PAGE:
ASUU: How IPPIS Will Expose Varsity Lecturers - Presidency
ASUU president Biodun Ogunyemi (file image courtesy: NAN)

The Presidential aide on Social Media Lauretta Onochie has said the implementation of the Integrated Payroll and Personnel Information System (IPPIS) will expose Nigerian lecturers who have multiple full-time jobs.

Concise News understands that the Academic Staff Union of Universities, ASUU’s, rejection of President Muhammadu Buhari’s order to enrol lecturers in the Integrated Payroll Personnel System (IPPS).

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Buhari had recently mandated the Accountant General of the Federation to include university lecturers in the IPPS.

But the National Auditor of ASUU, Christ Piwuna, said the varsity lecturers would not accept the move as it violates the agreement the union had reached with the federal government.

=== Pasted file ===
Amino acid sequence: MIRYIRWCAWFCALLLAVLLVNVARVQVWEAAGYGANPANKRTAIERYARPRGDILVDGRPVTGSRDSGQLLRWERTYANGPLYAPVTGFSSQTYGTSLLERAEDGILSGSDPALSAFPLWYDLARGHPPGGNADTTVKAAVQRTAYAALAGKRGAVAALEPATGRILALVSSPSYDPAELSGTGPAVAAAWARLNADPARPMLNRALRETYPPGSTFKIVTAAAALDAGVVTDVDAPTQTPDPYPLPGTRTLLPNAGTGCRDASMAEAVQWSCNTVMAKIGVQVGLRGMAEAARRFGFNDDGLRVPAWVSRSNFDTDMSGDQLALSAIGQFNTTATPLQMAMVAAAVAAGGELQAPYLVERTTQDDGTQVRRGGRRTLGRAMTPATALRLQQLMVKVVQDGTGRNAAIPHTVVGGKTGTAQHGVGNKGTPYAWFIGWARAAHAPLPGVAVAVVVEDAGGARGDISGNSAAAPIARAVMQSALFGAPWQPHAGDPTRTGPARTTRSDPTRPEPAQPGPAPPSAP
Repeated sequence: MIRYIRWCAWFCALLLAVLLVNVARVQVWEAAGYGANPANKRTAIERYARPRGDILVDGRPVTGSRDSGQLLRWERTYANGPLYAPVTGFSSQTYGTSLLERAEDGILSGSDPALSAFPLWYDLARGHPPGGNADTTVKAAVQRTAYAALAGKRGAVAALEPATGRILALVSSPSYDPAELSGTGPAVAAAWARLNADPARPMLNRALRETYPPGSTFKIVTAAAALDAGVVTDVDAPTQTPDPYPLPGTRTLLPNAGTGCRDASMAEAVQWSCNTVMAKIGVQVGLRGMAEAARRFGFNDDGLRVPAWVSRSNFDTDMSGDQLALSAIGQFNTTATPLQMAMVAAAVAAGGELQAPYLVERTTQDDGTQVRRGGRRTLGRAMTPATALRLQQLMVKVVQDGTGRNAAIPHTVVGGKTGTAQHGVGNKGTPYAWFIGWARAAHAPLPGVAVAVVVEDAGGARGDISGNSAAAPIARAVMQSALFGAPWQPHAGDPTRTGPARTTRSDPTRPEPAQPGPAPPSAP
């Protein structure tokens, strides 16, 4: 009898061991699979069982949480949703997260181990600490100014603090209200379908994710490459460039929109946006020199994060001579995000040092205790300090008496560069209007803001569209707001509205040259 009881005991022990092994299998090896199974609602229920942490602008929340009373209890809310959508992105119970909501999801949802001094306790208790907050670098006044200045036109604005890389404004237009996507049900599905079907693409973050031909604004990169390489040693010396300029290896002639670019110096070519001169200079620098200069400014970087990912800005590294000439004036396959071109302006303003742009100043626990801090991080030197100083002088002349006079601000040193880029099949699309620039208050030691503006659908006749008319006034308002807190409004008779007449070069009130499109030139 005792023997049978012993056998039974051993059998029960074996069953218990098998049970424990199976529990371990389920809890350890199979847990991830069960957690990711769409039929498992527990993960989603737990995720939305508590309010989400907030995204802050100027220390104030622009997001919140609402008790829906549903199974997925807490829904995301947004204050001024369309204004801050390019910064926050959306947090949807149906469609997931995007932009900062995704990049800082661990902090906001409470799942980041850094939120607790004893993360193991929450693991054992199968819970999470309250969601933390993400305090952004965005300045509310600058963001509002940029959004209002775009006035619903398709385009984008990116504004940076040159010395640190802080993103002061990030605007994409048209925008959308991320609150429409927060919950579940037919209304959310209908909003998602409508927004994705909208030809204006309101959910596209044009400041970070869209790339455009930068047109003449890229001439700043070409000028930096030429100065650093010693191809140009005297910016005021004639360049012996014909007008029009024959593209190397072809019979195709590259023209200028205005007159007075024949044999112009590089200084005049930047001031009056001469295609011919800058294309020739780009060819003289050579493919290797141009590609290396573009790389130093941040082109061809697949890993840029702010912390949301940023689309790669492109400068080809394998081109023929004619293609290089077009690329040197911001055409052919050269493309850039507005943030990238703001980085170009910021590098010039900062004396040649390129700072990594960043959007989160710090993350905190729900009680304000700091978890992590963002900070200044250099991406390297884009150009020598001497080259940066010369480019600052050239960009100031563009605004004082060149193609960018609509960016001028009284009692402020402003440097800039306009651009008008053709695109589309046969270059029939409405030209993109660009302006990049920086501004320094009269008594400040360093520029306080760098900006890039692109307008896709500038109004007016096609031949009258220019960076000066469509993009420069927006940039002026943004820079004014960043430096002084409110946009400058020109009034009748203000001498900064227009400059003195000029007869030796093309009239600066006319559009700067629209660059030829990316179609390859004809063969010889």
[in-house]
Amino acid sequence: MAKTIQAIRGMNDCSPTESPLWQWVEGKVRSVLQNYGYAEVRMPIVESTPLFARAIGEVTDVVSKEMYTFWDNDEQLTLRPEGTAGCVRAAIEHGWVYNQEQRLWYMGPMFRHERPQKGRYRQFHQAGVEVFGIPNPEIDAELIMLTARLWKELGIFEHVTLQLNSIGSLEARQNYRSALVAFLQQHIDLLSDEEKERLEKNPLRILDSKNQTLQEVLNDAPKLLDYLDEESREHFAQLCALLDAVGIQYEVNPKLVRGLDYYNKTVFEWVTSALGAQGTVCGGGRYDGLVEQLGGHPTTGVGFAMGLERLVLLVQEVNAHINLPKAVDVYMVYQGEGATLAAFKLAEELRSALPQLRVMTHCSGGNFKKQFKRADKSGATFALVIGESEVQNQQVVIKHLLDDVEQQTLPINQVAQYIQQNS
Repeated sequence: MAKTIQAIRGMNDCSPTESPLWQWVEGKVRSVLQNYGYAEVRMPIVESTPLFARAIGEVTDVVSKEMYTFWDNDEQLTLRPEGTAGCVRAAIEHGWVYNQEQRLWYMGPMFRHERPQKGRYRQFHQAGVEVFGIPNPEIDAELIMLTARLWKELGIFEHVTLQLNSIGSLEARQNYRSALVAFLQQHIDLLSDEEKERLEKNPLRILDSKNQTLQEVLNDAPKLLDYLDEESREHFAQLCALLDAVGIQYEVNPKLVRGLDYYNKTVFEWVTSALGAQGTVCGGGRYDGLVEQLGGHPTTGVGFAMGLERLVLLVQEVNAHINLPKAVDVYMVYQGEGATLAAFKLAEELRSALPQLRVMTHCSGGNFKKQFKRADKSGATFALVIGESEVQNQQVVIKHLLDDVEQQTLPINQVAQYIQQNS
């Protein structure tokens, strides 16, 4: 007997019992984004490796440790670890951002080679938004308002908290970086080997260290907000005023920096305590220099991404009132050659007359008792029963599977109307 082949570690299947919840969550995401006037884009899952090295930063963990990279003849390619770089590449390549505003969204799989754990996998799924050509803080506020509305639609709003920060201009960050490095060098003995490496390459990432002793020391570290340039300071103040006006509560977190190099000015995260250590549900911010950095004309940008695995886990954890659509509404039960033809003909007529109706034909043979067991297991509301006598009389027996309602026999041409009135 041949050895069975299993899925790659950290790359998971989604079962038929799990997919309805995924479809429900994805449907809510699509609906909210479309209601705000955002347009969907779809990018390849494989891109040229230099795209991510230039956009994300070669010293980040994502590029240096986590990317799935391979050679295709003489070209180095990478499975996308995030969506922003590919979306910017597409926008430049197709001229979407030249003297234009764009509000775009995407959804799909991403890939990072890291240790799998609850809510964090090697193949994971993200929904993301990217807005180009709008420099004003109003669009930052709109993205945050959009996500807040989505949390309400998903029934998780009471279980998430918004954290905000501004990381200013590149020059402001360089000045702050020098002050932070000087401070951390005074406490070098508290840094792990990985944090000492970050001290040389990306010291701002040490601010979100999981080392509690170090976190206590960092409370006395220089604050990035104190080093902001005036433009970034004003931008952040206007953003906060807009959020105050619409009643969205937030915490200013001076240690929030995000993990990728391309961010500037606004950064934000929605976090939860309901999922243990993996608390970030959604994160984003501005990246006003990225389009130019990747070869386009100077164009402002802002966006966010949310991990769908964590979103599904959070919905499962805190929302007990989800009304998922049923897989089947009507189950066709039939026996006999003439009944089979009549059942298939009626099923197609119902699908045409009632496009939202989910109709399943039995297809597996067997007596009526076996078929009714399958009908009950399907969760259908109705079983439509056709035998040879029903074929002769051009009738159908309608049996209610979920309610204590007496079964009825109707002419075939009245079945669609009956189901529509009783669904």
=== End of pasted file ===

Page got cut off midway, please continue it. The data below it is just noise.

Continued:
Piwuna said this during a public lecture organized by the Bauchi State University, Gadau Branch of the union entitled ” University Autonomy and Ethical Reorientation.”

He said ASUU was not entirely against the policy, adding that Governing Councils of Universities should implement that for staff in their schools and not the federal government.

According to him, for Nigerian universities to have the autonomy, financial independence should be handed to them.

The union also claimed that the move is meant to turn the varsities in errand boys.

While reacting to ASUU’s recent claims, Onochie in a tweet on her handle, alleged that many lecturers in Nigeria are not committed to their jobs.

According to her, most of them keep multiple jobs and end up churning out poorly-trained graduates.

“The reason ASUU is fighting the Integrated Payroll and Personnel Information System (IPPIS) is that many Lecturers dash from one university to another as full-time Lecturers. The IPPIS will expose those with multiple full-time jobs,” she tweeted.

This is as she admitted, however, that “A University Lecturer should be committed to one Institution that pays him monthly.

“He can support another university on a small scale as a consultant. Working full time in many universities at a time is the reason they churn out graduates with no skills. There’s no commitment.”